SCOTLAND'S supply of field animal vets has dried up – and in a bid to restore the flow, the Scottish Government is to create a new Scottish Veterinary Service.

Speaking at the NFU Scotland AGM, Rural Affairs Secretary Mairi Gougeon gave the green light to the new service, saying that it would be developed within the lifetime of the current Parliament.

It is envisaged that the SVS would replace the field animal health and welfare functions currently delivered by the UK Government's Animal and Plant Health Agency, meeting needs across the public and private sector for land and marine based animal health.

A programme board made up of representatives of the organisations involved in the delivery and enforcement of animal health and welfare and food safety will meet for the first time at the end of this month, responsible for assessing what functions the SVS should have, and what format they might take.

Ms Gougeon said: “For a range of reasons – Brexit among them – we do not have enough of the right people with the right qualifications. The SVS will help us create opportunities for more young people in Scotland to want to pursue rewarding careers in veterinary, animal health and food safety services.

“This process will present some exciting opportunities to focus on what is best for Scotland. There will also be challenges along the way, but I am confident that a model designed specifically around the needs of Scotland will deliver efficiencies and an enhanced service," said Ms Gougeon.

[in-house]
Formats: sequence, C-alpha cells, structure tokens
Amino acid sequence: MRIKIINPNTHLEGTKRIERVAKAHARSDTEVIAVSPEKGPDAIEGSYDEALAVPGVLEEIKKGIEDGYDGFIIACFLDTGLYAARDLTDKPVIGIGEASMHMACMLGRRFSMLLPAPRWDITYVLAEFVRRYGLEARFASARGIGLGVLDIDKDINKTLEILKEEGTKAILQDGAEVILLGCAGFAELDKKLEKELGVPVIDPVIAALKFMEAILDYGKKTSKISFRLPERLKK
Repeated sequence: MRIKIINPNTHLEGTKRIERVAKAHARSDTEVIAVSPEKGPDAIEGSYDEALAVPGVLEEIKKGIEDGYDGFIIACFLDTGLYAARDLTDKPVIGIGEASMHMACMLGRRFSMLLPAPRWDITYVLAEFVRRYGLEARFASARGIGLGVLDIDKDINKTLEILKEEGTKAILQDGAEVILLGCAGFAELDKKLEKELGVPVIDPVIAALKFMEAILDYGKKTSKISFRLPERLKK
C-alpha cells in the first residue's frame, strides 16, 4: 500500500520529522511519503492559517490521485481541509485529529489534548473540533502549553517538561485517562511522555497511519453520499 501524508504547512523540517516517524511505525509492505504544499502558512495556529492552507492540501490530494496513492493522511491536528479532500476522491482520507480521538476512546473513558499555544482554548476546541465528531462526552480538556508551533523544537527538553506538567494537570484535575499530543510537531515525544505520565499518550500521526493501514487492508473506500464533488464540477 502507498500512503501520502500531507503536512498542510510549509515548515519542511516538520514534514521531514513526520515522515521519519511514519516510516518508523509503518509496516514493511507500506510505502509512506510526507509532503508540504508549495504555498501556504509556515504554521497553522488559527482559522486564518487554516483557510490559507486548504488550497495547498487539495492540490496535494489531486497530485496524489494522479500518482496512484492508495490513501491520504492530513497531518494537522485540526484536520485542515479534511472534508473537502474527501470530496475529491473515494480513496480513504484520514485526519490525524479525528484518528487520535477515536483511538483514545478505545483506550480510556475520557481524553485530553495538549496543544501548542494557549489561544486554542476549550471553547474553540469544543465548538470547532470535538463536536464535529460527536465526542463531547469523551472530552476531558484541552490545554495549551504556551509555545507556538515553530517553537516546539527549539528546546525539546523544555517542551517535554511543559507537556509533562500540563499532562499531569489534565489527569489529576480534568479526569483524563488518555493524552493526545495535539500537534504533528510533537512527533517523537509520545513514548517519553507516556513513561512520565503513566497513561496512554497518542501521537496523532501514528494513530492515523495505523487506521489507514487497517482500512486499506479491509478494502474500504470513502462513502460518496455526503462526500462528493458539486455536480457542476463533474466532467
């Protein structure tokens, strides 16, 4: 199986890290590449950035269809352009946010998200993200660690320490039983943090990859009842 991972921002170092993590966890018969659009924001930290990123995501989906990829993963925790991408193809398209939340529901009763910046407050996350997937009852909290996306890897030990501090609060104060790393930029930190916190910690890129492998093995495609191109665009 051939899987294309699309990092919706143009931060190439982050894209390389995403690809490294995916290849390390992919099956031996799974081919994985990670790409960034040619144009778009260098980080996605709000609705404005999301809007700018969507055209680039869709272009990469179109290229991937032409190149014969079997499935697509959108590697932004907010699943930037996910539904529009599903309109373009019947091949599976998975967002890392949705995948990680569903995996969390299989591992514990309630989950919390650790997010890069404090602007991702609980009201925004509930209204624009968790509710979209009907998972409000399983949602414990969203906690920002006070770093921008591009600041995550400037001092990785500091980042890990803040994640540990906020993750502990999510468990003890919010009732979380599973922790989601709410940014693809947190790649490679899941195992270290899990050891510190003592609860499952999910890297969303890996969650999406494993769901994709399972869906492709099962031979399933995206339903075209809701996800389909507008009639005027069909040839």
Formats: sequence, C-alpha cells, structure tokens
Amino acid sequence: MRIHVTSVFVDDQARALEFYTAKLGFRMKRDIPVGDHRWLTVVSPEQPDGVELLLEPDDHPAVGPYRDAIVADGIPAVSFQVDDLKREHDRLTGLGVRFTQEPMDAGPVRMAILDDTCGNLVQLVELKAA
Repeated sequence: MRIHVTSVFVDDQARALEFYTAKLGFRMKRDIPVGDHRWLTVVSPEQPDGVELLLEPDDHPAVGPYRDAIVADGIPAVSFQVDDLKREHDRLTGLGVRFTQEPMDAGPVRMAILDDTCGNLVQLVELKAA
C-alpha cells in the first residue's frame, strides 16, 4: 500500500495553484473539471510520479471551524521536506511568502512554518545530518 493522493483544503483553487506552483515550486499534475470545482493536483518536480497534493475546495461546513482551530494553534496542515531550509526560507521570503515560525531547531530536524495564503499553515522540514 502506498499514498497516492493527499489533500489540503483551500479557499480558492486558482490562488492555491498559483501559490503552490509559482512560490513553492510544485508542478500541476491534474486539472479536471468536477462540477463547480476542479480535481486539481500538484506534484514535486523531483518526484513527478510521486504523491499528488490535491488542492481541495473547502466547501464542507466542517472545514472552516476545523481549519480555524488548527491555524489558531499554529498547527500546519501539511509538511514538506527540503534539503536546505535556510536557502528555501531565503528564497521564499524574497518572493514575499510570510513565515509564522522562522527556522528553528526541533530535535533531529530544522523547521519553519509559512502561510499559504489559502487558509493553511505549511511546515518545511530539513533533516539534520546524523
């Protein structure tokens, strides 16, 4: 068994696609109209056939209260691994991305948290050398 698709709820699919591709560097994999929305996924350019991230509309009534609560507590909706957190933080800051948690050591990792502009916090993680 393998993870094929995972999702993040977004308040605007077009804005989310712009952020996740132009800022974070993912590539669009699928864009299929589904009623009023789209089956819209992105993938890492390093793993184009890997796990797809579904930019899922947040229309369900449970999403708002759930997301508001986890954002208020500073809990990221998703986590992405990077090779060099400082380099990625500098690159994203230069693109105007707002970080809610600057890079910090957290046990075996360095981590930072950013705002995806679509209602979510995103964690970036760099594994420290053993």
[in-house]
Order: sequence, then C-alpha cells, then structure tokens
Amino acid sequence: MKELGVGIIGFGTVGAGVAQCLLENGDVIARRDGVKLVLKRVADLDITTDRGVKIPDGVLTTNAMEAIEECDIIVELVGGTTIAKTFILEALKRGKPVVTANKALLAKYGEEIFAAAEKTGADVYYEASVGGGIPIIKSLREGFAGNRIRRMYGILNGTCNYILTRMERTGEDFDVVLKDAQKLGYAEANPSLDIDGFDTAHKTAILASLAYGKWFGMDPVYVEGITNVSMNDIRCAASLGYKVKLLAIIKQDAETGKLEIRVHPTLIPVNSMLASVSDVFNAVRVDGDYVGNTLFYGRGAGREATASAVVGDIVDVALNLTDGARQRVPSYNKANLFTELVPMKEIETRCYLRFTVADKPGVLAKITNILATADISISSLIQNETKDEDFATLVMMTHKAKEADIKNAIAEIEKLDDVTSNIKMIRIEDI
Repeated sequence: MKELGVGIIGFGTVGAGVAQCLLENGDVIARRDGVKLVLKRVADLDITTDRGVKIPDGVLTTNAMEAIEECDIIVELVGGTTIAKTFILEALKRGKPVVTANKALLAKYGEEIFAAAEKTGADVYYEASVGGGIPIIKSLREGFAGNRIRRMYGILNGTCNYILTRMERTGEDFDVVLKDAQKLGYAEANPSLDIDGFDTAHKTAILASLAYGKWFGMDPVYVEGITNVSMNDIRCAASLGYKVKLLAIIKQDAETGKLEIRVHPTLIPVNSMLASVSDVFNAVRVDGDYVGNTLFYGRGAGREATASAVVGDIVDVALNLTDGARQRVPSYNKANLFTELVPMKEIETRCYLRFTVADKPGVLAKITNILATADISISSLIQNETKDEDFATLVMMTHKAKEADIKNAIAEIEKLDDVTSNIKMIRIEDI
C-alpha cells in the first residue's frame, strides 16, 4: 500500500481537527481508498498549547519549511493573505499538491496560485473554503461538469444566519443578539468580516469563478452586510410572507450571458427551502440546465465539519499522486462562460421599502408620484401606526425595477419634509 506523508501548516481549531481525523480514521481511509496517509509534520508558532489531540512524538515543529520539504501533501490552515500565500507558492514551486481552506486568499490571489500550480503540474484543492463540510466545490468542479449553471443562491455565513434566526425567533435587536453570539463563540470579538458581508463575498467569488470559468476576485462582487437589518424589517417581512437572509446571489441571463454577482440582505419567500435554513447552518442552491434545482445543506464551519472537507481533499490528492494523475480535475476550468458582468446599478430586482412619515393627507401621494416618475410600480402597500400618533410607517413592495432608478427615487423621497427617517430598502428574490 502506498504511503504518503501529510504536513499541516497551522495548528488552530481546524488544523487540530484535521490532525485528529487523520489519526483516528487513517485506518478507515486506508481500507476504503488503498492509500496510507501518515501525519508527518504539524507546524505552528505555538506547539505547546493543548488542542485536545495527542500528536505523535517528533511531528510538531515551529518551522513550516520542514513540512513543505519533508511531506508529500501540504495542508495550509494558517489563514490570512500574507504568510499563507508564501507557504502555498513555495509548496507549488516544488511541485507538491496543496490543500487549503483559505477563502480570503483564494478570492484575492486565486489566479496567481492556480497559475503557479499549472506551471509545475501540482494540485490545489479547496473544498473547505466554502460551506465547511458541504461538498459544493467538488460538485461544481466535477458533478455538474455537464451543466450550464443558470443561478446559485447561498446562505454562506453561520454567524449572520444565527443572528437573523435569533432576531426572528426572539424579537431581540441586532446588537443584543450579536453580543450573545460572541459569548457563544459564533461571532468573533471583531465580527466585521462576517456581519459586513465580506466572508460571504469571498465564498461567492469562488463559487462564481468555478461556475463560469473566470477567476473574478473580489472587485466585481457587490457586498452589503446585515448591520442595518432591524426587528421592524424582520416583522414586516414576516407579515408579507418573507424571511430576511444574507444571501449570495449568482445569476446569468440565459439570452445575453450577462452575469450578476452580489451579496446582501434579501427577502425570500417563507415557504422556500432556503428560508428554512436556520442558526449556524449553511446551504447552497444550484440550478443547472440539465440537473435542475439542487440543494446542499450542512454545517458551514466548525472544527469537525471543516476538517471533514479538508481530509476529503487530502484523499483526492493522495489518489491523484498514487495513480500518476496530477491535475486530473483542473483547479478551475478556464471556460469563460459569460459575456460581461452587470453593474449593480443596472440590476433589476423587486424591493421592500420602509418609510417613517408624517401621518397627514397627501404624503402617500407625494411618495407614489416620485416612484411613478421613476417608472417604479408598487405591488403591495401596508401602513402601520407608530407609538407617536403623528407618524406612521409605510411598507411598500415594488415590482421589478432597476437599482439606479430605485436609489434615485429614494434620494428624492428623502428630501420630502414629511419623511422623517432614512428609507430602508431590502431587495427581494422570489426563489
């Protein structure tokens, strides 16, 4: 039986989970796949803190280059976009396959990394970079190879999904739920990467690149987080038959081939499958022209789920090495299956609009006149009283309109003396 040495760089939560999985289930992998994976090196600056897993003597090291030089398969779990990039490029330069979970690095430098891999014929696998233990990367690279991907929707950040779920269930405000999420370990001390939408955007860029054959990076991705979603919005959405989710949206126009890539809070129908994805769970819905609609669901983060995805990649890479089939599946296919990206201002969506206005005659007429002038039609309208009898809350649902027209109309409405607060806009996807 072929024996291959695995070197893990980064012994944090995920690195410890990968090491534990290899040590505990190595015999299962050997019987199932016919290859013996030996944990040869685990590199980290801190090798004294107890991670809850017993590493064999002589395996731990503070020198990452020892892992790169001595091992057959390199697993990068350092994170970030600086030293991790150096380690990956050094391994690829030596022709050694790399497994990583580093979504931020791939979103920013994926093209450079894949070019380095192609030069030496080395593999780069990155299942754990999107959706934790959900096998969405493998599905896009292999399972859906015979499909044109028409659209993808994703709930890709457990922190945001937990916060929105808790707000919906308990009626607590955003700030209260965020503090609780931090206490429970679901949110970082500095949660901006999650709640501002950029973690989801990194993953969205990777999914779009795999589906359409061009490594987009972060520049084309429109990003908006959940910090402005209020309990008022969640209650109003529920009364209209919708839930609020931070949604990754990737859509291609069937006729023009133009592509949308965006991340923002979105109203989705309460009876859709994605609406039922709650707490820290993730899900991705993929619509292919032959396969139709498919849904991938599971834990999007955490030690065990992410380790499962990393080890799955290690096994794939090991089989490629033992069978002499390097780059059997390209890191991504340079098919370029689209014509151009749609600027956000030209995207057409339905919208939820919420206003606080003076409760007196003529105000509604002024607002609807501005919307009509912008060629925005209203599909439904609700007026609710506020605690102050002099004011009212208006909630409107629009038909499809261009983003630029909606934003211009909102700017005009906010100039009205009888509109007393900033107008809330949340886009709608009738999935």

"We will, of course, continue to work collaboratively with APHA as well as the other administrations in England, Wales and Northern Ireland, as part of the overall control of diseases within the UK."

Deputy Chief Veterinary Officer Jesus Gallego added: “The SVS will provide an opportunity to introduce efficiencies, better resilience, and strengthen delivery and enforcement across a range of animal health and welfare tasks. It will also provide better opportunities for staff training and retention, building on the vast expertise and services we offer across Scotland.”

The British Veterinary Association responded cautiously to ScotGov's plans.

BVA Scottish Branch President, Romain Pizzi, said: “We see advantages and potential risks in the creation of a new Scottish Veterinary Service, so we’re keen to help shape the plans.

“In Scotland we pride ourselves on high welfare, high quality agricultural produce so there are real opportunities for a more Scotland-centric approach that can really focus on our own animal health and welfare priorities.

“But we know that diseases and animal welfare problems don’t respect borders, and so it will be critical that there are systems in place for a new service to collaborate and liaise with the rest of the UK, and beyond, on disease surveillance, data collection, and information sharing.

“Veterinary expertise must be at the heart of any new service, and we look forward to engaging with Scottish Government through the stakeholder group as the plans develop.”